Coronavirus and miscarriage: your care
Over the last two and a half years, we have used this page to share information on how the Coronavirus (COVID-19) pandemic affected access to hospital services for those who are pregnant or experiencing a miscarriage, ectopic pregnancy or molar pregnancy, and for those awaiting investigations. We have also shared information about Covid-19 vaccination and pregnancy.
As circumstances have changed, we provide below just a brief summary.
Last updated: 6 June 2022
While there are no country-wide Covid restrictions, the pandemic has meant that there are some delays or restrictions that might affect you, particularly where there are staff shortages. This might affect early pregnancy services, antenatal care, emergency services (ambulance and A&E) and GP practice too.
Any such delays can be frustrating and upsetting, but it is always still best to seek advice and care if you have or suspect you have problems with your pregnancy. That is especially true if you have severe pain, very heavy vaginal bleeding or symptoms that might suggest an ectopic pregnancy (see here).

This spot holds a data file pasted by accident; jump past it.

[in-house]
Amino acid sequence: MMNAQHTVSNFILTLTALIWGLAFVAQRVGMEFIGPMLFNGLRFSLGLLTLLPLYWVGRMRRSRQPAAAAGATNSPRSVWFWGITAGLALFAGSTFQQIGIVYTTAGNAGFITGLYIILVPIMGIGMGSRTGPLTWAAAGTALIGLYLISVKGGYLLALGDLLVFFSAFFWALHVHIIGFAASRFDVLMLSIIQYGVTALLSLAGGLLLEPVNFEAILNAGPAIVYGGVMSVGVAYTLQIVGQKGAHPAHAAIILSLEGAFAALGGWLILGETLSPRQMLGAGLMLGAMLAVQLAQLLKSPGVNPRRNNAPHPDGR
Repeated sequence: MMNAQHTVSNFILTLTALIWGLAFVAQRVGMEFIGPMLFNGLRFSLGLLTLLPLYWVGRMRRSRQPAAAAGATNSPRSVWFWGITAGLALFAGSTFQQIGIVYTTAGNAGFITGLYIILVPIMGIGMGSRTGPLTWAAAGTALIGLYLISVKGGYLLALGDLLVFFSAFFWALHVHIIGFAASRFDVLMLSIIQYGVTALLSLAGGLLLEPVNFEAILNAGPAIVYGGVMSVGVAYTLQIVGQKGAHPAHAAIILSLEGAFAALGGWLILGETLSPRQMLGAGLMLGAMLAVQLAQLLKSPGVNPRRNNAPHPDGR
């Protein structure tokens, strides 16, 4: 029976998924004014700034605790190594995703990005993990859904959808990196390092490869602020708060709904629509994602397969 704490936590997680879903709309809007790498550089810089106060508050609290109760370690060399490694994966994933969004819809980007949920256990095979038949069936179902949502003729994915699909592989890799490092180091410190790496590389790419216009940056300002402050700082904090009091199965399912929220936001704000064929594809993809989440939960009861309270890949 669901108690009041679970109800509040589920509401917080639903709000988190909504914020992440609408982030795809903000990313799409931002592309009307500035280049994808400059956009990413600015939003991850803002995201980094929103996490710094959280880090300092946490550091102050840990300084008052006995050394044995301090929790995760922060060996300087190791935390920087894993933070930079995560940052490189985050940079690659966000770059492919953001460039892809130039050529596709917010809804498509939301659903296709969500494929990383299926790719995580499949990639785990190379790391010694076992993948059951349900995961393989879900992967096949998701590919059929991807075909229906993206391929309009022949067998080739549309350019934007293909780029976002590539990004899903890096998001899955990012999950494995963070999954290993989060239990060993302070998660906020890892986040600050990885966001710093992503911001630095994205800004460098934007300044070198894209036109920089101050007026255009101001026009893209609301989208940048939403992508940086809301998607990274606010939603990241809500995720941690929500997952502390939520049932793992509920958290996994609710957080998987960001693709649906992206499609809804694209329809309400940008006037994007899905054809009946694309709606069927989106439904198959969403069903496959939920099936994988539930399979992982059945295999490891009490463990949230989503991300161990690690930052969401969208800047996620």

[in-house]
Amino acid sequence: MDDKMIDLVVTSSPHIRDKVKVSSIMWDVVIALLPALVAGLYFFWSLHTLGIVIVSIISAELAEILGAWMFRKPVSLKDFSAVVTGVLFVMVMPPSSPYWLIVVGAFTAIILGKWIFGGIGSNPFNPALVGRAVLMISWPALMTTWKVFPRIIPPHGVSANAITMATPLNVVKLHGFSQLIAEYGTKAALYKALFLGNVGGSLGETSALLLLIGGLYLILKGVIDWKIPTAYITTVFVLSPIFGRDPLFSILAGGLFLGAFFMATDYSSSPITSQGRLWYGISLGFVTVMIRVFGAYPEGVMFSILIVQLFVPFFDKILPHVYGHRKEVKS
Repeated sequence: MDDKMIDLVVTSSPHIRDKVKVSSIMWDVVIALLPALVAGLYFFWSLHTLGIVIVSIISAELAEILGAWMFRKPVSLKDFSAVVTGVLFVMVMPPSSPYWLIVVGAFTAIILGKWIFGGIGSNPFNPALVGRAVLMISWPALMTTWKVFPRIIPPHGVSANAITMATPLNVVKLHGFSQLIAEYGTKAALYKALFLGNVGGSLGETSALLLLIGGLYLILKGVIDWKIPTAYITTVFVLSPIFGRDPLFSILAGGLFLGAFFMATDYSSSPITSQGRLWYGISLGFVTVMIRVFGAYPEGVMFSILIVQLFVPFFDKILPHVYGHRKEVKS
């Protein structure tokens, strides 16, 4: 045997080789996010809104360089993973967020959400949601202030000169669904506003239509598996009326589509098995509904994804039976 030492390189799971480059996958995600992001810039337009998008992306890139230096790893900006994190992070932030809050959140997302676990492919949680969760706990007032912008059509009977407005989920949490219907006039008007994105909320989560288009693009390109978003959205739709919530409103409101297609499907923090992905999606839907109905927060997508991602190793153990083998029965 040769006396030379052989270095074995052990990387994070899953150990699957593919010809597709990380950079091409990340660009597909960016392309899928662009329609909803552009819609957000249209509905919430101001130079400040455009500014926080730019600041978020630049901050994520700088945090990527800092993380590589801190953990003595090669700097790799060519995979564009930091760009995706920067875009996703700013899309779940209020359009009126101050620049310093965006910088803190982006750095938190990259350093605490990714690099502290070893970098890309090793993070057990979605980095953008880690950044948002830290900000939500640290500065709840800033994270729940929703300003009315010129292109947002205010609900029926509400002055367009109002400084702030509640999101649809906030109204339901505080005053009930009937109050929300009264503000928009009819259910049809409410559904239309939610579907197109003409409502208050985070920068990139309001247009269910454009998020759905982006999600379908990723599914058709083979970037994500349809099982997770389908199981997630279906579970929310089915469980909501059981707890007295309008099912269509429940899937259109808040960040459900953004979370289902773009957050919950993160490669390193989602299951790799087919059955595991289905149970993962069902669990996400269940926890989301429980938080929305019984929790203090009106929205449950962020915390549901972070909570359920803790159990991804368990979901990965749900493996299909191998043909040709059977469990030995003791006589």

Covid-19 vaccination and pregnancy
The Chief Midwifery Officer for England, the Royal College of Midwives (RCM) and the Royal College of Obstetricians and Gynaecologists (RCOG) are continuing to encourage pregnant women to get vaccinated against Covid-19 to protect them and their babies. They are especially concerned about the number of unvaccinated pregnant women who have become severely ill with the virus and about the effects on their babies.
They know that this isn’t an easy decision for many pregnant women and their partners, so the RCOG has produced a helpful set of questions and answers that you might find helpful. Please note that the information is also for those who are breastfeeding.